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The Baja California Peninsula is an area of mountainous desert extending approximately 800 miles south of the U.S. Border. It is contained by by the Pacific Ocean to the west and the Sea of Cortez to the east. In 1859 naturalist John Xantus brought Baja California to the attention of the birding world.
In 1859 John Xantus made an expedition to Baja California, which was then almost unknown. On this trip he set up a base of operations at Cabo San Lucas at the extreme southern tip of the Baja Peninsula. Thence he explored the entire surrounding region as well as many of the adjacent islands. During this time Xantus collected "many new species" then unknown back at the Smithsonian, not only of birds, which were his first interest, but also of plants and animals of almost every other description. During this trip Xantus made "the addition of a larger number of new animals to our fauna than has been made by one person in any single region of North America before."
Birding in Baja is an activity that almost anyone can enjoy. Whether you are the adventurist type or a backyard birder, you have the possibility of seeing around 400 different species of birds. Baja California has 6 endemics including Cape Pygmy Owl, Xantus's Hummingbird, Gray Thrasher, Belding's Yellowthroat, Baird's Junco, and San Lucas Robin. Other potential future splits in Baja may include LeConte's Thrasher (Vizcaino Thrasher), White-breasted Nuthatch, and Acorn Woodpecker.
Baja birding areas of interest are the arroyo's, seashores, deserts, estuaries, lagoons and mountains. There are also many micro habitats, oasis, etc.
The San Jose del Cabo estuary is an excellent place for birding in Baja California Sur where you are almost certain to see one of the endemics, the Belding's Yellowthroat, a beautiful yellow masked species. Hiking or quading up any of the arroyos and you will almost be certain to see the Gray Thrasher and Xantus's Hummingbird. Four wheeling excursions up into the biospheres of the Sierra de la Laguna in Baja Sur may reward you with sightings of the Cape Pygmy Owl, Baird's Junco or San Lucas Robin. Also of special interest is the sea and shore birds of the San Ignacio Lagoon on the Pacific side of Baja.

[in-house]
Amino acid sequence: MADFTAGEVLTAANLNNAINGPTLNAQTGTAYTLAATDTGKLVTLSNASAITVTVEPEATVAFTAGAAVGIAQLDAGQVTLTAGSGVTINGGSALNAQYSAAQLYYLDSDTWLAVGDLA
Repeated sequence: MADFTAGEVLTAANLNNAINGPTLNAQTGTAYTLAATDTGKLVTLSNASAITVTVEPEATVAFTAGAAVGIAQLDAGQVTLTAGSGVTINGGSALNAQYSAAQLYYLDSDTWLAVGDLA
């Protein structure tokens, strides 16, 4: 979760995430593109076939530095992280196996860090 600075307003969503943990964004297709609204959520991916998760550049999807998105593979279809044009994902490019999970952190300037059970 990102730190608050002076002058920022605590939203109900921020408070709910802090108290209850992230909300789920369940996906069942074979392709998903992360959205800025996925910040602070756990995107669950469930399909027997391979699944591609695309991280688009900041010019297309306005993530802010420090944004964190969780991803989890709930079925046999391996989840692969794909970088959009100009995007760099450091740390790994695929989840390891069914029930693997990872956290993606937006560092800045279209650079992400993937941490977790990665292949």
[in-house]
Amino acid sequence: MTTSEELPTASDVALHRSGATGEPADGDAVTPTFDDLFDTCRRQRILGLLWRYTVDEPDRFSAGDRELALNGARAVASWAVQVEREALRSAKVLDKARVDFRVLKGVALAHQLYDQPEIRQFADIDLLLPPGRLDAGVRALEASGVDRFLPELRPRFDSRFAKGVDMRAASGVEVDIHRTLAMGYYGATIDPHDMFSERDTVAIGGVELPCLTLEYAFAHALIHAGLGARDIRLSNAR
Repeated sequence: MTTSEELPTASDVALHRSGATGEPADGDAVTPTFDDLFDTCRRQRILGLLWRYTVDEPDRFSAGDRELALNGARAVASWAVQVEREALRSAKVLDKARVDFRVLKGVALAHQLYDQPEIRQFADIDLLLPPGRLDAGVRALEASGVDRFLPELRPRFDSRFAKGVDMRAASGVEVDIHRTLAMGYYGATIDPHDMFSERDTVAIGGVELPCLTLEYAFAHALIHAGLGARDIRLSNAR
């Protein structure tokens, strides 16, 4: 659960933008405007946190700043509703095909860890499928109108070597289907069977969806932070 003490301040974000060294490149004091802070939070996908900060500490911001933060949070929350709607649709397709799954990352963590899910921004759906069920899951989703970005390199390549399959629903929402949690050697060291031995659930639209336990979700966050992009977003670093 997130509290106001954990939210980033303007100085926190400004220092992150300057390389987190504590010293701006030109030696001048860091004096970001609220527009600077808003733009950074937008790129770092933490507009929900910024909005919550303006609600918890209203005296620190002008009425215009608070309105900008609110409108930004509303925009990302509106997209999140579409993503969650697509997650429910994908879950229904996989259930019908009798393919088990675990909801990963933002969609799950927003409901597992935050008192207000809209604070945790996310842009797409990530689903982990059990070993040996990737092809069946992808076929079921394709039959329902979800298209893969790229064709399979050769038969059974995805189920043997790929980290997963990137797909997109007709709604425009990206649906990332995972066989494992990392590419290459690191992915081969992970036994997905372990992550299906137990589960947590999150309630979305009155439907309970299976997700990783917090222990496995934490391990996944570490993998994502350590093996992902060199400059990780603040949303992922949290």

Following is a list of birds we see in Baja. This list is always growing. Birds pictured below from top to bottom: Xantus's Hummingbird, San Lucan Robin, Gray Thrasher and Belding's Yellowthroat.1. American Avocet
C.E. Llewellyn is a life-long wildlife enthusiast who has always spent as much time as possible in the outdoors. He hunted with a gun or a bow all his life. "If it moved and was fair game, no animal was safe around me." After his wife was diagnosed with a life threatening cancer, feelings about life changed for him. He started hunting only with a camera. Chris and his wife Debbie, traveled the world searching for wildlife to photograph and study. "I like to share, especially through photography, the birds we see at home and in our travels. I'd like to think that I've helped at least some people better understand the beauty in nature that is all around us."Visit C.E. Llellyn's website